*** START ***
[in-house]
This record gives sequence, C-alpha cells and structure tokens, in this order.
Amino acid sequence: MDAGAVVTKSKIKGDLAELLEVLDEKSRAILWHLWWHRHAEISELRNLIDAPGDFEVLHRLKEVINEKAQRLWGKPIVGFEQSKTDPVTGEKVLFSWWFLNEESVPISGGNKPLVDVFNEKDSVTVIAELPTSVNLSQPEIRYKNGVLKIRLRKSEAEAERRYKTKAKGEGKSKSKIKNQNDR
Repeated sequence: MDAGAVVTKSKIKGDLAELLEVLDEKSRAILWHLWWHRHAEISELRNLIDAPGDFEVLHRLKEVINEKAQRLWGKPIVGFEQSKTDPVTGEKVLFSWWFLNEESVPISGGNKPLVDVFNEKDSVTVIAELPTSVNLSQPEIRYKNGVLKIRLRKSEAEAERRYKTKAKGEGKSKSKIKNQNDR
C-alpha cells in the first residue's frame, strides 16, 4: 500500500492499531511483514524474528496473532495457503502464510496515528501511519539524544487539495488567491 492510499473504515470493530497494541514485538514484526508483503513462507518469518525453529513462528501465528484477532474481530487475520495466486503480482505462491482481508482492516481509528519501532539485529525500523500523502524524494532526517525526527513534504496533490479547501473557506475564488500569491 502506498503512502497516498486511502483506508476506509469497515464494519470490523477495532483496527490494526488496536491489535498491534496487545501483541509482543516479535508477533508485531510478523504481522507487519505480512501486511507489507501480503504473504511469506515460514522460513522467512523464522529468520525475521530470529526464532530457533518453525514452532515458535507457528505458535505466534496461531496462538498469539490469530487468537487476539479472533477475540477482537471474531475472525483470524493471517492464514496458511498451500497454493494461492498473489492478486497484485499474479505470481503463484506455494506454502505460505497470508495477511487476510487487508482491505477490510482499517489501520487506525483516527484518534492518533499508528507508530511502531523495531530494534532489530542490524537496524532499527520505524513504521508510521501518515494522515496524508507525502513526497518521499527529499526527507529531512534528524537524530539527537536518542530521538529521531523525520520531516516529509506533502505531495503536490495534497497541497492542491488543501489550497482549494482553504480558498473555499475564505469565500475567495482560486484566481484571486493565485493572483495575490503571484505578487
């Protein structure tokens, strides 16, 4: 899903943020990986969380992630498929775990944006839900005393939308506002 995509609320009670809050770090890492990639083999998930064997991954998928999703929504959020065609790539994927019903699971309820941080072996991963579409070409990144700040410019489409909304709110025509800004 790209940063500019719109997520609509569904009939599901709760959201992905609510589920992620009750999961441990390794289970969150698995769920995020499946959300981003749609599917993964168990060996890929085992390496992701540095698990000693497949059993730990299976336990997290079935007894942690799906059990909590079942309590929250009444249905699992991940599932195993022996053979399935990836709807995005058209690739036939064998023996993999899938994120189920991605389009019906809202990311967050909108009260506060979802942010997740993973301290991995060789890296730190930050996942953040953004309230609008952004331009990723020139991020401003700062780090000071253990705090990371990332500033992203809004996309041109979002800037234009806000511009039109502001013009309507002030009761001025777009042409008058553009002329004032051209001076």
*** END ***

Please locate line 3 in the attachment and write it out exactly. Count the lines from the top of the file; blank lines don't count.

Amino acid sequence: MDAGAVVTKSKIKGDLAELLEVLDEKSRAILWHLWWHRHAEISELRNLIDAPGDFEVLHRLKEVINEKAQRLWGKPIVGFEQSKTDPVTGEKVLFSWWFLNEESVPISGGNKPLVDVFNEKDSVTVIAELPTSVNLSQPEIRYKNGVLKIRLRKSEAEAERRYKTKAKGEGKSKSKIKNQNDR